In a commentary in The Baltimore Sun, “Speak up for the environment,” Rabbi Nina Beth Cardin wrote: “We need to learn how to shift cultural attitudes toward a deeper expectation of what brings personal ‘satisfaction’ and ‘success’ and generates social reward. We need to make a pact with each other that we will make this work important and valued and that we will work on this together.”

Stewardship means each one of us reducing our pollution — a sense of individual responsibility equally applicable to farmers, businesses, communities and individuals.

There are no shortages of problems that need fixing. Fortunately, there are thousands of people and organizations working to fix them. From implementing everyday actions that reduce one’s ecological footprint to organizing citizens to revitalize their local community, the power of engaged citizens is immense.

Just recently, I have witnessed stewardship when 300 people attended a county meeting to voice support for reducing stormwater; when 50 volunteers from a church showed up for two days to plant 200 trees in a stream buffer; when a community adopted the challenge of restoring a small wetland in their neighborhood; when in response to a Facebook post, 25 local homeowners showed up to spend their day off pulling out invasive vines to help restore a forest; and when a business supported time off for employees to participate in a stream cleanup project in their local community. In each case, they were rewarded only by the sense that they were doing something good for the environment and the Bay.

As the Chesapeake Bay Program considers a new Bay agreement to guide the restoration effort, I hope our leaders take the time to think differently about the future. Government can’t do all that is needed but can create incentives that enhance the degree to which citizen stewardship is practiced in our watershed. The truth is that an informed, involved local community can do a better job of environmental protection than a distant bureaucracy — and often at a much lower cost. Understanding what is important to one’s community is the place to start.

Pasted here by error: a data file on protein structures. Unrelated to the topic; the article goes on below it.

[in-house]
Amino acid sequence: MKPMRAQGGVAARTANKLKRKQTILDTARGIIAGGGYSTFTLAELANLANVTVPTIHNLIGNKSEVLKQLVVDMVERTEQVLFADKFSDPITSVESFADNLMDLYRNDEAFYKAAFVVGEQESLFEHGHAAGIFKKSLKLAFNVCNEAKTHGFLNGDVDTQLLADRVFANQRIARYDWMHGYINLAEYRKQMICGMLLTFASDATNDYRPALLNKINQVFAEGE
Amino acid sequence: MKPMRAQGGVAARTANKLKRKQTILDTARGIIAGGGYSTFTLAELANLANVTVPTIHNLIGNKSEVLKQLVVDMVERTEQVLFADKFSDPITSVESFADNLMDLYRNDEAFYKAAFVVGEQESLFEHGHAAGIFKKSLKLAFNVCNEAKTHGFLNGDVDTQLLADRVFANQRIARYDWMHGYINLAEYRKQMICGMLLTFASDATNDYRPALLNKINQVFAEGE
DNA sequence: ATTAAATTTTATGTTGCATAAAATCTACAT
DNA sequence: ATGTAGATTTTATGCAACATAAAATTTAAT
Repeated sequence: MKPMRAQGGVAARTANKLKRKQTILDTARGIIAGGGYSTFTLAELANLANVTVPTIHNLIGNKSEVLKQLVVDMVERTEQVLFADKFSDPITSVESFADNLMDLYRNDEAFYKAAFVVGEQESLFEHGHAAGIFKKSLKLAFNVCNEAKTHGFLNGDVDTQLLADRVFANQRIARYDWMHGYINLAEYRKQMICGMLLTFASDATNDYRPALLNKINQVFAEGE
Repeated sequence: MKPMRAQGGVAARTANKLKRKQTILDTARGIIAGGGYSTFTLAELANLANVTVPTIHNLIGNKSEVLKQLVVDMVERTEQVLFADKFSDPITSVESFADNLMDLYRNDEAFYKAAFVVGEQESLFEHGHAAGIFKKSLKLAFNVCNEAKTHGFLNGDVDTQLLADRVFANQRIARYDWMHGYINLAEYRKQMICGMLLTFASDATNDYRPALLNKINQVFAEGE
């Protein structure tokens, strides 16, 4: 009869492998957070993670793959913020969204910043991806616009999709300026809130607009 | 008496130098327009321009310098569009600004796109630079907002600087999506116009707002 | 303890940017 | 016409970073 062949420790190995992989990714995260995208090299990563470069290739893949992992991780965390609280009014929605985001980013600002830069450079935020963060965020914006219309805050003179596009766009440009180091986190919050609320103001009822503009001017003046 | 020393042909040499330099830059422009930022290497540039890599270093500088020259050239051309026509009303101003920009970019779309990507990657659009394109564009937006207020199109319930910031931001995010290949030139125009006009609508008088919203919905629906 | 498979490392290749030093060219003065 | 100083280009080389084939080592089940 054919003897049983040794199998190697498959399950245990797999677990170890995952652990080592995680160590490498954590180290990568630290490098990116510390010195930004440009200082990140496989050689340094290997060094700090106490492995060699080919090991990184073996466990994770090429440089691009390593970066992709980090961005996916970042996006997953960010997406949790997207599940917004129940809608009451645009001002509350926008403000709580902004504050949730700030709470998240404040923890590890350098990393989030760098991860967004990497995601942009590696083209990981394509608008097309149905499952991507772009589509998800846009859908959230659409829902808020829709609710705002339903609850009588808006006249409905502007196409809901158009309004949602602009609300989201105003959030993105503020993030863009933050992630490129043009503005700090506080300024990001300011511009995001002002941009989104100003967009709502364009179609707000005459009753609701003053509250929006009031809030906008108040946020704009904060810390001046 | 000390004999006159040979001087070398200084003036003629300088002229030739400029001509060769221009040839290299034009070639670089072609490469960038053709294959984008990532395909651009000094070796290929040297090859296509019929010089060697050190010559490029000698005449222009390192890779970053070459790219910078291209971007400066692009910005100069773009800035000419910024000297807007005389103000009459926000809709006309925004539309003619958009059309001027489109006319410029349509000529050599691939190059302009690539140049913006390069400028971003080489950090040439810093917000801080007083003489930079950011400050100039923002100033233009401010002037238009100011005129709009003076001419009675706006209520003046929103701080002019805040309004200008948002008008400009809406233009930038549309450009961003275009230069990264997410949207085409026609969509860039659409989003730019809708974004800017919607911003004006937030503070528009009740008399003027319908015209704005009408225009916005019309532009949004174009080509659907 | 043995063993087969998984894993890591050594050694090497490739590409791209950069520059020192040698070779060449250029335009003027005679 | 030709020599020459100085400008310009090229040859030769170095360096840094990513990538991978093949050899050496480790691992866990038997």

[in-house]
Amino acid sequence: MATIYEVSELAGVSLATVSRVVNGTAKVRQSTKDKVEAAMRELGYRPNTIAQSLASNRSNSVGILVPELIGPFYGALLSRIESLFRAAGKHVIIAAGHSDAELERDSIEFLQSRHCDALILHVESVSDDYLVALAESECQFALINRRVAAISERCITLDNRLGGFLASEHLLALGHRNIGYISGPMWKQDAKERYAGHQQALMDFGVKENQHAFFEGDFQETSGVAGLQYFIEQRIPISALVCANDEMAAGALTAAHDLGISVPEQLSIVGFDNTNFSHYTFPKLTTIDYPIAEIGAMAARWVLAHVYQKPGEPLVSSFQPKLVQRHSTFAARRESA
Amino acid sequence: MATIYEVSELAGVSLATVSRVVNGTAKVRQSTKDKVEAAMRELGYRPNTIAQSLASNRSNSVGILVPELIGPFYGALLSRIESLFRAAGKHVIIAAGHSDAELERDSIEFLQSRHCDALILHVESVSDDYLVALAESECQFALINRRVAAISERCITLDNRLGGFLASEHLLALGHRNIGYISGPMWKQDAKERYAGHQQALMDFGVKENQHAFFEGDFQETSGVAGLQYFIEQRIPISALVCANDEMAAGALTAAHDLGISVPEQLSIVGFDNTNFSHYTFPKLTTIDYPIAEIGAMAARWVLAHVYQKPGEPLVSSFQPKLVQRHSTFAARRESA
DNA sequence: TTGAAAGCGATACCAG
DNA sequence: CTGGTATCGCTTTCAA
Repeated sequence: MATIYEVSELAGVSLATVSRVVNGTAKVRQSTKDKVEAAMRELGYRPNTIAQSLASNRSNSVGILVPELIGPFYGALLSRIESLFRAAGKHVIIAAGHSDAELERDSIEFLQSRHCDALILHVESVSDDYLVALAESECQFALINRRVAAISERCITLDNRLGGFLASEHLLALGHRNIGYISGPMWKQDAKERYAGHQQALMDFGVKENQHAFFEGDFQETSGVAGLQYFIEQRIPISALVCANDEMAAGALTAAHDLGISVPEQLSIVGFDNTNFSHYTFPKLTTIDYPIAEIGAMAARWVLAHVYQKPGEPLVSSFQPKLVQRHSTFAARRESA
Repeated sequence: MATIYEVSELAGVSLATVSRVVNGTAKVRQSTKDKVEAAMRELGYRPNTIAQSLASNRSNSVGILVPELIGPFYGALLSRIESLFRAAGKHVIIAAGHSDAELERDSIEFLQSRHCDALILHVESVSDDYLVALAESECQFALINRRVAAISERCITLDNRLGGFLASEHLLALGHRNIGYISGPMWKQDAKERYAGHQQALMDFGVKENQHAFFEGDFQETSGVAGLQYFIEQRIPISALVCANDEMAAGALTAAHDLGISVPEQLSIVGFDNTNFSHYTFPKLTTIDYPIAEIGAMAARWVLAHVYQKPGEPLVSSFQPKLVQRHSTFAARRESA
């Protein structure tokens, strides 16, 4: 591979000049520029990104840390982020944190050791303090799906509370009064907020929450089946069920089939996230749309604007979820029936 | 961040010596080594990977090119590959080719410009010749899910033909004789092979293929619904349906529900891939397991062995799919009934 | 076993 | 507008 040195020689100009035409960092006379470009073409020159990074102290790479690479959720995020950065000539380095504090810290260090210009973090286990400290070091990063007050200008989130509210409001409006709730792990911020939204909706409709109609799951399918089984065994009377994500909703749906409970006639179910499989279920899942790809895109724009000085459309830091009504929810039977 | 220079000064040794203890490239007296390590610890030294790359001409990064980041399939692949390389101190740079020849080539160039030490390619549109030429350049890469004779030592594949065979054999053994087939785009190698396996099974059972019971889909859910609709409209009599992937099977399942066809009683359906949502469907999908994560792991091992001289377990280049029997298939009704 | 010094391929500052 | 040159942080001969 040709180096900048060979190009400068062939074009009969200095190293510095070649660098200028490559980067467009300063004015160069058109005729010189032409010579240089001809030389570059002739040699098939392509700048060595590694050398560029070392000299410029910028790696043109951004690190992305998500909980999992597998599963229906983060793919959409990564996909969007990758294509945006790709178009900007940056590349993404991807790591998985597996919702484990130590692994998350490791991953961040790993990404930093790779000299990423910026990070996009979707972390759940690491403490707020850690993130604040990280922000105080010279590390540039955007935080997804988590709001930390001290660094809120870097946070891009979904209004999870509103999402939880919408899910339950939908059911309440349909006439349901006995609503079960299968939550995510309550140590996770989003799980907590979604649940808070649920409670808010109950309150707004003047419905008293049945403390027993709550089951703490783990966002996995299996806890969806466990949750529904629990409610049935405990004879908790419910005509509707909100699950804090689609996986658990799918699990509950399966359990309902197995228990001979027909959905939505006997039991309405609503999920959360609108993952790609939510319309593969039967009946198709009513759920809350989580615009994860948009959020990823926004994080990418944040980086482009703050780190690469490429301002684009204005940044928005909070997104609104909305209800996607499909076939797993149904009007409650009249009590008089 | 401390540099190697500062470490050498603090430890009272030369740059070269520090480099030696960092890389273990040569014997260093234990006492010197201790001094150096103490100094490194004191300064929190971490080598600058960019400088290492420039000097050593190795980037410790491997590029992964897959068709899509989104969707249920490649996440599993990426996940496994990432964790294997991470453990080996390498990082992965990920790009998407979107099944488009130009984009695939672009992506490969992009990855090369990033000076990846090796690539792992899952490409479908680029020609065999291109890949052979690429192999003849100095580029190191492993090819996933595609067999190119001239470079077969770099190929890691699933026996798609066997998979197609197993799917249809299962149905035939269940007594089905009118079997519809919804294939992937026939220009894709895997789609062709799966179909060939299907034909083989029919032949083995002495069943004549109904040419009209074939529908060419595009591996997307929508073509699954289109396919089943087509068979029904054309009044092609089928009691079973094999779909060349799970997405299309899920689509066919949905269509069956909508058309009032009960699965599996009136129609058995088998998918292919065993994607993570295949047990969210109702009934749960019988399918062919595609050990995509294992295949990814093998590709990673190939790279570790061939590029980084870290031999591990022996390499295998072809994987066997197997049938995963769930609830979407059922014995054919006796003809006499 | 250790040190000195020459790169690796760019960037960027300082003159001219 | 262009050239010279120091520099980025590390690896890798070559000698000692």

Aldo Leopold, in “A Sand County Almanac,” wrote: “The conservation movement…viewed in its entirety…is the slow and laborious unfolding of a new relationship between people and the land.”

The Alliance believes that success isn’t only measured in pounds of pollutants reduced. It must also be measured by the number of new local champions inspired, the barriers to action removed, the commitment of an informed public, the education of a next generation of leaders and volunteers engaged, all in a broader, more diverse environmental movement. Community by community, we see the results of citizen stewardship. Together, we can get the job done!

Be a citizen steward:

  • Get to know your local watershed group.
  • Stay in touch with nature. Visit conservation projects. Volunteer and participate in activities offered by local environmental groups.
  • Strive to understand the issues and voice your concerns to local leaders.
  • Shop responsibly; choose products produced locally and with less impact on nature.
  • Share your passion for stewardship with friends, coworkers, neighbors and family.
  • Be a member of a stewardship organization and support their work through donations.